And if the latest retail sales numbers are any indication, consumers are ready to spend.  Although the surge in Coronavirus cases dampened consumer spending at year-end, the Commerce Department reported retail sales rose 5.3% in January3. This was the largest increase in seven months and was spurred on by the latest round of stimulus checks.  After recent declines, consumer confidence has ticked up.  The Conference Board said its consumer confidence index rose to a three-month high 91.34. Although well below its February 2020 high of 133, we believe that the combination of relief in the form of more government stimulus, progress on COVID vaccinations, and easing government lockdowns should bode well for future confidence readings.

Lastly, we think that pent-up consumer demand combined with unprecedented fiscal stimulus is likely to lead to significant GDP growth in 2021.  The Conference Board estimates 2021 GDP to grow 4.4%5.  Others have even higher forecasts such as Goldman Sachs which recently increased their GDP estimate from 6.6% growth to 6.8%6.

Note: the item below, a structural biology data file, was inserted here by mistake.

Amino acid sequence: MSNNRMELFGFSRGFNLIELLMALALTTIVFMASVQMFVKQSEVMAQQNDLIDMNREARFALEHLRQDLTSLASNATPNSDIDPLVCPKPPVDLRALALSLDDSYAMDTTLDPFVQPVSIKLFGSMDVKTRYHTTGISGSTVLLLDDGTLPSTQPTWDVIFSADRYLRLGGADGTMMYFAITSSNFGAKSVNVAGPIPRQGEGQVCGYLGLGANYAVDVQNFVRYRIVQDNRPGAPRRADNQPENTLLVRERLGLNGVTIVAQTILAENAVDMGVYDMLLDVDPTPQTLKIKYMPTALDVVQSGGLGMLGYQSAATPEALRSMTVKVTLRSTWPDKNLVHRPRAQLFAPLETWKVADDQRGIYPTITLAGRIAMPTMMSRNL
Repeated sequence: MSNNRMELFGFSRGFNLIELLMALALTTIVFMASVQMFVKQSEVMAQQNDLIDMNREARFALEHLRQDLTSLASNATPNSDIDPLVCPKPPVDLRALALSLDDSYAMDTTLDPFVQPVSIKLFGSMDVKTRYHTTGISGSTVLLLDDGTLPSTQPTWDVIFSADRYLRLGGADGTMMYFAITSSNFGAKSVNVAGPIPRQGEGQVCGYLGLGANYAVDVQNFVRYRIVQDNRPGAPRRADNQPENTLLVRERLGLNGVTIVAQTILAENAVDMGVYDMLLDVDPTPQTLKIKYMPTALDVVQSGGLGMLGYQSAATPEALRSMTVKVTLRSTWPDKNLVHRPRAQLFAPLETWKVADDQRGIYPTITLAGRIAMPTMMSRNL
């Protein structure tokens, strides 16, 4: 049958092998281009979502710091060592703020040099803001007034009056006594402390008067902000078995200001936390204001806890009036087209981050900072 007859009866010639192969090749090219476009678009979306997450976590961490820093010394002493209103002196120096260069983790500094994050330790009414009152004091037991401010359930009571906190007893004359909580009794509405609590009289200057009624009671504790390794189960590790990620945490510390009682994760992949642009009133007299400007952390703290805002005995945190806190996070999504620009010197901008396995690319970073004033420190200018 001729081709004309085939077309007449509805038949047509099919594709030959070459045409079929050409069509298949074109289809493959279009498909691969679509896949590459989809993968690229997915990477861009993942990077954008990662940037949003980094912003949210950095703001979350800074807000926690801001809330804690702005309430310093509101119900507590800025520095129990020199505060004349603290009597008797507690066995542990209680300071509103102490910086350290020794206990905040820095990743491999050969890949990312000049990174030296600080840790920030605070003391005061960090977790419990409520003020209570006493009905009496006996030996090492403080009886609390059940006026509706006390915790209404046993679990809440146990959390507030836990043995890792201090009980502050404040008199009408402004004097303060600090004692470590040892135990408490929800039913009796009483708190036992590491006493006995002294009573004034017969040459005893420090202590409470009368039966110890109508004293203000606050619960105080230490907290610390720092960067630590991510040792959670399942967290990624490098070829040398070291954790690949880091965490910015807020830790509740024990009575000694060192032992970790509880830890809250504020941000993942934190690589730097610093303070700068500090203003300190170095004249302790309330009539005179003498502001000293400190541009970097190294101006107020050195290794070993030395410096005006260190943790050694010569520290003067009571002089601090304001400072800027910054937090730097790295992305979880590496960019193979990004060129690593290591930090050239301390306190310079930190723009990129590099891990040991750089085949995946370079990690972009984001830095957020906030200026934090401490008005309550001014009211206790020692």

Final Thoughts:

We feel that we are likely in the early stages of a broad economic expansion with rising inflation expectations.  This is a backdrop favorable for a continued rotation from growth stocks into value stocks, especially in the energy and financial sectors.  Economic growth (and certainly getting back to travel) results in sustained higher oil prices and is obviously a boon to oil stocks.  Rising longer-term interest rates, coupled with the Federal Reserve’s commitment to keeping short-term rates low, is also a boon to banking stocks.  This steep “yield curve” is beneficial to banks as they borrow short-term and lend longer-term.  As inflation and long-term rates rise, the profitability of their loans will increase.

Investors reconsidering growth stock valuations are another catalyst for this equity rotation.  During the past several years a modest GDP growth environment has led investors to seek out companies with strong growth in sales and earnings.  This led to substantially higher valuations for growth stocks versus value stocks.  In addition, low-interest rates directed money into the stock market lifting growth stock valuations as well.  A broad, early-stage economic expansion would considerably increase the sales and earnings growth for all types of companies muting the demand for high-priced growth stocks.

Lastly, it is possible expectations of significantly higher interest rates have made stocks less appealing to many investors, especially high-priced growth stocks.  It’s one thing to pay a lot for a stock when bonds are yielding 2%, it’s another when bonds yield 5%.

At Concord Asset Management we consider all this information and more to make informed decisions concerning your portfolio.  If we are convinced changes are necessary to improve your portfolio, we will act in a prudent manner that we believe is in your best interest to help you reach your financial goals.